North Dakota Woman Gives Trick-or-Treaters Obesity Letters Instead of Candy. Thanks A Lot, Lady.
Think about whatever candy you hated the most as a child. What's worse than a plastic pumpkin full of that? Probably a letter from a stranger telling you to stop eating so much candy, fatty. This Halloween, a North Dakota woman says she'll refuse candy to any overweight trick-or-treaters and instead treat them (or their parents) to a fat-shaming letter about childhood obesity.
Say it with me now: Uuuuggggghhhhhhhhhhhhhhh.
"I just want to send a message to the parents of kids that are really overweight," the woman, known only by Cheryl, told local radio station Y94.
"I think it's just really irresponsible of parents to send them out looking for free candy just because all the other kids are doing it. ... I'm contributing to their health problems, and really, their kids are everybody's kids. It's a whole village."
Can we ugh again?
Look, I am a huge nutrition nerd. I am very anti-sugar and I think it's giving us all Alzheimer's disease. The concept of a holiday largely devoted to candy kind of makes me face-palm, but you are not going to stop Halloween, lady. Give it up.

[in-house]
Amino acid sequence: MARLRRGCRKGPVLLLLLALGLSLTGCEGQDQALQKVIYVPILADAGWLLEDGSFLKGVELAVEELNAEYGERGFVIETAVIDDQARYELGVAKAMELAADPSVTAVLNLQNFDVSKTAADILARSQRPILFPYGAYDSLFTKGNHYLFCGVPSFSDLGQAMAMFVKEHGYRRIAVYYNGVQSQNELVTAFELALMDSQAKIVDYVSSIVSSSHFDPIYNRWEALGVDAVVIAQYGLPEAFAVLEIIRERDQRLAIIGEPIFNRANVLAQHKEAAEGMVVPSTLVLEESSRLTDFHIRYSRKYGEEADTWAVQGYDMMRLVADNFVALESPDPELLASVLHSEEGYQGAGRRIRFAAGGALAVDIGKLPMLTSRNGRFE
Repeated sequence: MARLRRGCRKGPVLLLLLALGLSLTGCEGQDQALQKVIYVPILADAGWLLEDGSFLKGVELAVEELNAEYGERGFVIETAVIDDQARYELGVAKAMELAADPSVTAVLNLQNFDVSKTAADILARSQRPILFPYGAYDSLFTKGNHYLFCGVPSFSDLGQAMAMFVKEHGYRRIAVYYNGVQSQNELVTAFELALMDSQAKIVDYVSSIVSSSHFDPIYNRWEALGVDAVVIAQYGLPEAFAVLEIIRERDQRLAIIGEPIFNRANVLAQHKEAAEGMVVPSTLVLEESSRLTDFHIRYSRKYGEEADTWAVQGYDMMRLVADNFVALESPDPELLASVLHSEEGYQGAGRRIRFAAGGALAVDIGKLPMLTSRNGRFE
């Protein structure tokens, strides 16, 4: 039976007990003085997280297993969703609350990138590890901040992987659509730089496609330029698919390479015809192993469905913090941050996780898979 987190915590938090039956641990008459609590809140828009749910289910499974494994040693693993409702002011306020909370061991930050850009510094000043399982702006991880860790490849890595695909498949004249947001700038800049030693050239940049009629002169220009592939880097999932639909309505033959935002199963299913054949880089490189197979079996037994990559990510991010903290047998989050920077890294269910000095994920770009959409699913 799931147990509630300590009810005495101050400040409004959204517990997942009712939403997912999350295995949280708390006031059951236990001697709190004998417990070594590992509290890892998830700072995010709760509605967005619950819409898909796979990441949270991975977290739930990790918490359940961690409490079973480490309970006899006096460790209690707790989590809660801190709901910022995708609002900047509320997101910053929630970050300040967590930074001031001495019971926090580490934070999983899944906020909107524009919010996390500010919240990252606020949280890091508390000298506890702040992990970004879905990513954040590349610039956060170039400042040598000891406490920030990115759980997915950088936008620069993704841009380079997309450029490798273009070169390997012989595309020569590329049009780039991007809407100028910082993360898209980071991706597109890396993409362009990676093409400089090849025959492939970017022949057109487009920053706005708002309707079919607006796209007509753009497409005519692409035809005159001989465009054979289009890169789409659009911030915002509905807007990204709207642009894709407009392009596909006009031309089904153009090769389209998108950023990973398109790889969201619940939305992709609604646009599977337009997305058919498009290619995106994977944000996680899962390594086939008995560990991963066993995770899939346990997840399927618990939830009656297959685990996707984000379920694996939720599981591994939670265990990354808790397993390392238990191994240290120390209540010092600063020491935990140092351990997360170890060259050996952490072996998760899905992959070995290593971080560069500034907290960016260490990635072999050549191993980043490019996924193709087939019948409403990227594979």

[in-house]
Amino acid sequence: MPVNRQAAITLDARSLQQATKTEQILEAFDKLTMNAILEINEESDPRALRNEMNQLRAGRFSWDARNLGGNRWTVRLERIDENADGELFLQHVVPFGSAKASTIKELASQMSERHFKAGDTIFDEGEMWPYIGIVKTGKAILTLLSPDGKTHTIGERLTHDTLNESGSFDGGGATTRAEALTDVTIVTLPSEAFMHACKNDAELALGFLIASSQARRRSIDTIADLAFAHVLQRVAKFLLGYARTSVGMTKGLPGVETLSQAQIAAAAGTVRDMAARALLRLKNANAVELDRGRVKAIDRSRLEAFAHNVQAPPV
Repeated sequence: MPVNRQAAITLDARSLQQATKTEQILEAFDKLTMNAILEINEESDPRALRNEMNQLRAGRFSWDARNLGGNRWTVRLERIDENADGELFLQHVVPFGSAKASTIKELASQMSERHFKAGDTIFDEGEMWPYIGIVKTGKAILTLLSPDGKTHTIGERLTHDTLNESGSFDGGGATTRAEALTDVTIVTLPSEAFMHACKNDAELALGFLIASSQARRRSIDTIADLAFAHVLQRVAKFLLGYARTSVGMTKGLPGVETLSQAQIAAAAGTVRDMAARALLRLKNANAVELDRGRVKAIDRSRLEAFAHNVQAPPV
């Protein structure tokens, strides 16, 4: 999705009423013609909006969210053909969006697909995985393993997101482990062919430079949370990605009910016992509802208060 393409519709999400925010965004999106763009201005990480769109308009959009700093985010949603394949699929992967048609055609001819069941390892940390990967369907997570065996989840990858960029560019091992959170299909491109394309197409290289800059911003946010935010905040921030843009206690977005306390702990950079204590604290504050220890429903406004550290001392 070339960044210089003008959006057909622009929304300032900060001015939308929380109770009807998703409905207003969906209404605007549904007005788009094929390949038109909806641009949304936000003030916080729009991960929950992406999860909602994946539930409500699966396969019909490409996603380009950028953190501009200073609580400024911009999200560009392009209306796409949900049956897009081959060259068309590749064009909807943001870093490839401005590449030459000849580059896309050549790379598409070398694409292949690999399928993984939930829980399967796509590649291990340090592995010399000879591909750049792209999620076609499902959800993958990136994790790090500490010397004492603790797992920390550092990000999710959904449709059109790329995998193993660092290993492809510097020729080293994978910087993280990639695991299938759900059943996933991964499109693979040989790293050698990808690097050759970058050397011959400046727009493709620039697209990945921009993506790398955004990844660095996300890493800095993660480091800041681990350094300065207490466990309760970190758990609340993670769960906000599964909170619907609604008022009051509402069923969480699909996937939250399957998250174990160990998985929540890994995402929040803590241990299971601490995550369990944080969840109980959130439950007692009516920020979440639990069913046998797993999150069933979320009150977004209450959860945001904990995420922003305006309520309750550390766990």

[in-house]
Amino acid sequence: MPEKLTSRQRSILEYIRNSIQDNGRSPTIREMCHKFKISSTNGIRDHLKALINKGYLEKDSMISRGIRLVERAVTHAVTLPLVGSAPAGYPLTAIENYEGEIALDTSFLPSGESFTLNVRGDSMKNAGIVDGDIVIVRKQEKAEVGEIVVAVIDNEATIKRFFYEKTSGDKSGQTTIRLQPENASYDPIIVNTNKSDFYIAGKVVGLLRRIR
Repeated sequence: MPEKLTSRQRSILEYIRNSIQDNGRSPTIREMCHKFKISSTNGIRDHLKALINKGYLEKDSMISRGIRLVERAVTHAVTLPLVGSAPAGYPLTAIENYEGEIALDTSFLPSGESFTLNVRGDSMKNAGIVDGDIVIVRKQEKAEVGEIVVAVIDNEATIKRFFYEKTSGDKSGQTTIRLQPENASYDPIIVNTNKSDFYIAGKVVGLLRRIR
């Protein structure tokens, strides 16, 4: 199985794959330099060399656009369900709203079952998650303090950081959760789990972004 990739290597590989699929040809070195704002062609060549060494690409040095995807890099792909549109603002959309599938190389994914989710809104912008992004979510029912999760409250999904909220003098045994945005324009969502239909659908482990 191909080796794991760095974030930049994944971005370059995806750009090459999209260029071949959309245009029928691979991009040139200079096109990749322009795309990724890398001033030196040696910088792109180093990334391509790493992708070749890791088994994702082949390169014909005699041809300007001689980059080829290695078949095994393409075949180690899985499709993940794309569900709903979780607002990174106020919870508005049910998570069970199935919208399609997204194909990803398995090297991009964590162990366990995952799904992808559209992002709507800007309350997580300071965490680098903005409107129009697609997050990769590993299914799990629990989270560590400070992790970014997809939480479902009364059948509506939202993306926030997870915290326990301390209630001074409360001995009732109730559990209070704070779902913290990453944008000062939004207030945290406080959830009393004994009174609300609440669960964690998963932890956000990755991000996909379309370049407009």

There's nothing wrong with not participating in handing out candy. And a radio show rant or a letter to the editor are probably good places to scold those who do. But letters to individual children? Nope. Take that petty impulse elsewhere and don't bring kids' and teens' fragile egos into this.
Besides, parenting lessons from strangers make parents hostile, not open-minded. Which makes handing out these letters an exercise in futility that just uses children to make a pet point. Katie Gordon, a North Dakota State University psychology professor, pointed out that "one's appearance does not necessarily reflect whether or not a person has healthy eating and exercising habits."
Yep. The rule — for children and adults — should be that no one makes assumptions about why anyone else is chubby, skinny or whatever shape they are. You can not tell how someone eats or whether they are healthy or anything like that just by looking at them. And this is why we shouldn't comment on other people's bodies. Ever. No "you look so thin!" No "have you tried this diet?" And jeepers creepers no scarlet-lettering obese kids on Halloween, please. Watch a horror movie. Bob for apples. But just sit this trick-or-treating business out.